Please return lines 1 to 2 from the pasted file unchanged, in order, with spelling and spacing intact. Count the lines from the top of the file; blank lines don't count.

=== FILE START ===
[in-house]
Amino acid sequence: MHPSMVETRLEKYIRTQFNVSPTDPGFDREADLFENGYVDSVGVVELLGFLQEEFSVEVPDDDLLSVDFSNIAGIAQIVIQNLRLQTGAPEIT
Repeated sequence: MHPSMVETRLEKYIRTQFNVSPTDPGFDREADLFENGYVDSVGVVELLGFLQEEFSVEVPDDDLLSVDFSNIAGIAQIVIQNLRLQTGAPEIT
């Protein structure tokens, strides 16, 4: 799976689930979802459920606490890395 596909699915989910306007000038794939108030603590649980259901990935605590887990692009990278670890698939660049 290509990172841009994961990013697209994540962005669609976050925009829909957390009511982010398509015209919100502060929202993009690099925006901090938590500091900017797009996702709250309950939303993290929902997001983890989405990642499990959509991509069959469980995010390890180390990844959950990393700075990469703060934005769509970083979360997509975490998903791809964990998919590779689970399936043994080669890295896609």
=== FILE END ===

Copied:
[in-house]
Amino acid sequence: MHPSMVETRLEKYIRTQFNVSPTDPGFDREADLFENGYVDSVGVVELLGFLQEEFSVEVPDDDLLSVDFSNIAGIAQIVIQNLRLQTGAPEIT